Effect of seating position and restraint use on injuries to children in motor vehicle crashes

Marc D. Berg, Lawrence Cook, Howard M. Corneli, Donald D. Vernon, J. Michael Dean

Research output: Contribution to journalArticlepeer-review

87 Scopus citations


Objective. To determine the effect of restraint use and seating position on injuries to children in motor vehicle crashes, with stratification by area of impact. Methods. Children <15 years old involved in serious automobile crashes in Utah from 1992 through 1996 were identified from statewide motor vehicle crash records. Serious crashes are defined as those resulting in occupant injuries with broken bones or significant bleeding or property damage exceeding $750. Probabilistic methods were used to link these records with hospital records. Analysis used logistic regression controlling for age, restraint use, occupant seating position, and type of crash. Results. We studied 5751 children and found 53% were rear seat passengers. More than 40% were unrestrained. Sitting in the rear seat offered a significant protective effect (adjusted odds ratio: 1.7; 95% confidence interval: 1.6-2.0), and restraint use enhanced this effect (adjusted odds ratio: 2.7; 95% confidence interval: 2.4-3.1). Mean hospital charges were significantly greater for front seat passengers. Conclusions. Rear seat position during a motor vehicle crash provides a significant protective effect, restraint use furthers this effect, and usage rates of restraint devices are low. The rear seat protective effect is in addition to and independent of the protection offered from restraints.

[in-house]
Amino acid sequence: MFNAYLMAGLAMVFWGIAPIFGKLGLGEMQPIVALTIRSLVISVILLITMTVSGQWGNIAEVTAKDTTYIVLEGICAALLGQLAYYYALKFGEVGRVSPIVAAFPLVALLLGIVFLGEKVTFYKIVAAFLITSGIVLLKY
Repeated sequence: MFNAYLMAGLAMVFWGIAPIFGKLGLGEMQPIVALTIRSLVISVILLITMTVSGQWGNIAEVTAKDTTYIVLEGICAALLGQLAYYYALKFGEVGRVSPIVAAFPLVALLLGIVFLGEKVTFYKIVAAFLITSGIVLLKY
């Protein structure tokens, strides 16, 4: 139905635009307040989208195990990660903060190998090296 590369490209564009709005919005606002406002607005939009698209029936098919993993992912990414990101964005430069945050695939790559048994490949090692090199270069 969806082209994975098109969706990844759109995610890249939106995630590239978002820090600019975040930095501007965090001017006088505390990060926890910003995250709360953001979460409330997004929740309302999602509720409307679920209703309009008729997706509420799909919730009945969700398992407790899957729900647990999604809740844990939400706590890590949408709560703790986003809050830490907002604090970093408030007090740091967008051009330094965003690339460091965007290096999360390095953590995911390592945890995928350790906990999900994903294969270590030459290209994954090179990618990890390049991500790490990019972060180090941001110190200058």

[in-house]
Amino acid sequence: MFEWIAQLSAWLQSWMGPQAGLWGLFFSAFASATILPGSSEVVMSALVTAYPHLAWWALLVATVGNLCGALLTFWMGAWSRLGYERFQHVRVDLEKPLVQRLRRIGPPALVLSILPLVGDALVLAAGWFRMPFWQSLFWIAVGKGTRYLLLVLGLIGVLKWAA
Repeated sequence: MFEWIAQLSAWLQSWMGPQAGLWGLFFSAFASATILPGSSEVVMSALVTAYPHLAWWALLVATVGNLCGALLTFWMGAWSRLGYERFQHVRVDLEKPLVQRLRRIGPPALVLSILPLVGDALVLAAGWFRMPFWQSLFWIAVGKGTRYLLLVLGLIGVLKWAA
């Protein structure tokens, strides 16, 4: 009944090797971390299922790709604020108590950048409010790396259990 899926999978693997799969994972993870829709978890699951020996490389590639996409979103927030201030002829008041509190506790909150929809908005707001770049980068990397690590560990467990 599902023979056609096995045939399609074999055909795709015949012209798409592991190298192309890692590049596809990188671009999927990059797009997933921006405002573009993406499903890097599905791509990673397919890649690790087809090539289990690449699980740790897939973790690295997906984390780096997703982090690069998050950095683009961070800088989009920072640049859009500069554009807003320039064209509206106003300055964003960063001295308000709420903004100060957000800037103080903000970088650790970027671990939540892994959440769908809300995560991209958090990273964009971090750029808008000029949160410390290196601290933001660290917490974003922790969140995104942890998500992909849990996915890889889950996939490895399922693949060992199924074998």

Original languageEnglish (US)
Pages (from-to)831-835
Number of pages5
Issue number4 I
StatePublished - Apr 2000


  • Children
  • Injury
  • Motor vehicle crashes
  • Rear seat
  • Restraints
  • Seat belt usage

ASJC Scopus subject areas

  • Pediatrics, Perinatology, and Child Health


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